Seismology in the service of peace
Twenty years ago, Switzerland ratified the Comprehensive Nuclear-Test-Ban Treaty. This important agreement is based on a sophisticated network that makes it possible to monitor compliance with the treaty.
It was a milestone in international peace efforts: On 24 September 1996 at the United Nations in New York, the first 71 countries signed the Comprehensive Nuclear-Test-Ban Treaty. This committed them to abandoning nuclear test explosions. Switzerland was one of the first signatories. Three years later, or 20 years ago now, the Swiss parliament ratified the Treaty and thereby transposed it into applicable law. To mark this anniversary, Lassina Zerbo, Executive Secretary of the Comprehensive Nuclear-Test-Ban Treaty Organization (CTBTO), is visiting Switzerland. During his stay, he will give a public lecture at ETH entitled "Science Meets Diplomacy and World Security" (see box).
Among international disarmament efforts, the Comprehensive Nuclear Test Ban Treaty stands as a resounding success. So far nearly 200 states have joined the CTBTO, which monitors compliance with the Treaty from its headquarters in Vienna, and 168 states have already ratified the Treaty. For it to enter into force, it must be ratified by another eight states from the group of 44 so-called Annex 2 states, which all had nuclear reactors in 1996 according to the International Atomic Energy Agency.
Switzerland played a key part in the Treaty's successful conclusion. Not only did the United Nations in Geneva serve as a hub for the preparatory negotiations, but Swiss scientists played an important role in establishing a reliable monitoring system—a crucial prerequisite for the conclusion of the Treaty. "The conviction that the Treaty could be reliably monitored was crucial to its establishment," explains Florian Haslinger, head of the Support and Special Projects section of the Swiss Seismological Service (SED) at ETH Zurich.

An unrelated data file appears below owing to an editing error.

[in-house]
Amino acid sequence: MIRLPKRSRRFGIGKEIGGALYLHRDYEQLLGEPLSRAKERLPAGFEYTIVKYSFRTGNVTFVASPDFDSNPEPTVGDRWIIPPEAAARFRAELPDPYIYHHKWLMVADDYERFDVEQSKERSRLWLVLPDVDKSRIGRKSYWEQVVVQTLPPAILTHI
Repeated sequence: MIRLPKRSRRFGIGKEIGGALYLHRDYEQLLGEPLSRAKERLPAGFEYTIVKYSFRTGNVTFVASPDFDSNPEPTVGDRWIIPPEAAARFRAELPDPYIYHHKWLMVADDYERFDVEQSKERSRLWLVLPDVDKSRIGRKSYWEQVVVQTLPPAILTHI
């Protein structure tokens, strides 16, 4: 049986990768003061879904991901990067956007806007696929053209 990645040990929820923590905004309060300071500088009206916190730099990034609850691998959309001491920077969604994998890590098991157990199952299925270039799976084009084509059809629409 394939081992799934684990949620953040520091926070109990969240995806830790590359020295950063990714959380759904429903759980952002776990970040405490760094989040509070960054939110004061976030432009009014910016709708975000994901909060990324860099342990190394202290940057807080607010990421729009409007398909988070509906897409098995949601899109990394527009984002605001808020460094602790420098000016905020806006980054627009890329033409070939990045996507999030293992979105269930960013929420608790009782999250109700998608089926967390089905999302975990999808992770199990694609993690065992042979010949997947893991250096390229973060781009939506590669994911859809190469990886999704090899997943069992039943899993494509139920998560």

In the monitoring system, a global network of highly sensitive seismological, hydroacoustic, infrasound and radionuclide monitoring stations are all linked to a common data center. Since 1997, the CTBTO has been working with member states to set up this system, which must be fully operational by the time the Treaty enters into force, and to ensure its provisional operation. The monitoring network can reliably detect underground, underwater or atmospheric tests. This guarantees that no country can test an atomic weapon without other countries' knowledge.
Signals from North Korea
One part of this monitoring network is the DAVOX seismic station, which is run by the SED on behalf of the Federal Department of Home Affairs and the Federal Department of Foreign Affairs. The station is installed in a remote and seismically quiet location near Davos. At any suspicion of a Treaty violation, the SED immediately makes the data recorded there available to the CTBTO.
In recent years, the DAVOX station picked up all six of North Korea's presumed nuclear weapons tests, the most recent of which occurred in 2017. It took about 12 minutes for the signals from explosions in North Korea to reach DAVOX as seismic waves. However, distinguishing a nuclear test from a conventional explosion also requires the other components of the monitoring system, especially the radionuclide stations. In addition to seismic monitoring, the SED actively participates in CTBTO working groups that govern data exchange, technical developments or aspects of quality control.